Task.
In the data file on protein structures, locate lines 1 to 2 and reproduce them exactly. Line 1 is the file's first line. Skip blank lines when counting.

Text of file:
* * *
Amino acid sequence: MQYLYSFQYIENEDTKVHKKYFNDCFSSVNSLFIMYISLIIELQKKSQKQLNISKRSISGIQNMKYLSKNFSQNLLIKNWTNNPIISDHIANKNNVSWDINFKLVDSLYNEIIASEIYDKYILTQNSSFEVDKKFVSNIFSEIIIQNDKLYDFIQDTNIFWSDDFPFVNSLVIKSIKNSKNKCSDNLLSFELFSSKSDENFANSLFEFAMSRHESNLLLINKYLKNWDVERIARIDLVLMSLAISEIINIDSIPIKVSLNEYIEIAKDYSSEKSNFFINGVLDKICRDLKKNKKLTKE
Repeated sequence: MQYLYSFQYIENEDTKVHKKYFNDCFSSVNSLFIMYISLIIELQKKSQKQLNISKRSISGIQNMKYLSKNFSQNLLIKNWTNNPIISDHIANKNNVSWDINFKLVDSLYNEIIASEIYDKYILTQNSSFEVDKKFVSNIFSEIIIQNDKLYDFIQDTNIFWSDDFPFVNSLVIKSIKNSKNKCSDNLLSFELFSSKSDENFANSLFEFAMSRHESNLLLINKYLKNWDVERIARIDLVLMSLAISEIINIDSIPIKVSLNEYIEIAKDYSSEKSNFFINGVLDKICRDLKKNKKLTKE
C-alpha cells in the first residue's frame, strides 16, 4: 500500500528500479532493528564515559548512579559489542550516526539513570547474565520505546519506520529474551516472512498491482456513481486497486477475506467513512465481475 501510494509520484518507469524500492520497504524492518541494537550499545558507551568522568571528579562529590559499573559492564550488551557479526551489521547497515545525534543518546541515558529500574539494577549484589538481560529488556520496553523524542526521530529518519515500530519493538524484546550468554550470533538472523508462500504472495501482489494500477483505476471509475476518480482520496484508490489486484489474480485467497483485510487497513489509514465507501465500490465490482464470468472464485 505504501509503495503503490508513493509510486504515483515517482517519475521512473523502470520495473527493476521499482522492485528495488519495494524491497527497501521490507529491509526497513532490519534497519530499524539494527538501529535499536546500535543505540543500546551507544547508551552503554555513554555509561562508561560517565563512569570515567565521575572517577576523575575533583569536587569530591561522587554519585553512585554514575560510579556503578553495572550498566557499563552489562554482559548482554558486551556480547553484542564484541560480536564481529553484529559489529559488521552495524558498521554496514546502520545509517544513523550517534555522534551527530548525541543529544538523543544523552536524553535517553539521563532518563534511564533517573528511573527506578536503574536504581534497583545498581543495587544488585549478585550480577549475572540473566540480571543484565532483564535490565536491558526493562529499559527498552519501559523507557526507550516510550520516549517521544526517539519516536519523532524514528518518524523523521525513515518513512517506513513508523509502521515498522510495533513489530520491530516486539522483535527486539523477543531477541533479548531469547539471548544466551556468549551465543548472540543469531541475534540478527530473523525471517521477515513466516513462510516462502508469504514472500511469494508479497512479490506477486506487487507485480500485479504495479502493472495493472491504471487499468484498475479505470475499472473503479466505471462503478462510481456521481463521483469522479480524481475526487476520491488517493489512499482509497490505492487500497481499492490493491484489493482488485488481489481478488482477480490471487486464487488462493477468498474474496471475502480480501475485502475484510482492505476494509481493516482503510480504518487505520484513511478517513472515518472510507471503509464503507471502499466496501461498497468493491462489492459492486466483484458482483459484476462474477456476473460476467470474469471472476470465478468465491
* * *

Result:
Amino acid sequence: MQYLYSFQYIENEDTKVHKKYFNDCFSSVNSLFIMYISLIIELQKKSQKQLNISKRSISGIQNMKYLSKNFSQNLLIKNWTNNPIISDHIANKNNVSWDINFKLVDSLYNEIIASEIYDKYILTQNSSFEVDKKFVSNIFSEIIIQNDKLYDFIQDTNIFWSDDFPFVNSLVIKSIKNSKNKCSDNLLSFELFSSKSDENFANSLFEFAMSRHESNLLLINKYLKNWDVERIARIDLVLMSLAISEIINIDSIPIKVSLNEYIEIAKDYSSEKSNFFINGVLDKICRDLKKNKKLTKE
Repeated sequence: MQYLYSFQYIENEDTKVHKKYFNDCFSSVNSLFIMYISLIIELQKKSQKQLNISKRSISGIQNMKYLSKNFSQNLLIKNWTNNPIISDHIANKNNVSWDINFKLVDSLYNEIIASEIYDKYILTQNSSFEVDKKFVSNIFSEIIIQNDKLYDFIQDTNIFWSDDFPFVNSLVIKSIKNSKNKCSDNLLSFELFSSKSDENFANSLFEFAMSRHESNLLLINKYLKNWDVERIARIDLVLMSLAISEIINIDSIPIKVSLNEYIEIAKDYSSEKSNFFINGVLDKICRDLKKNKKLTKE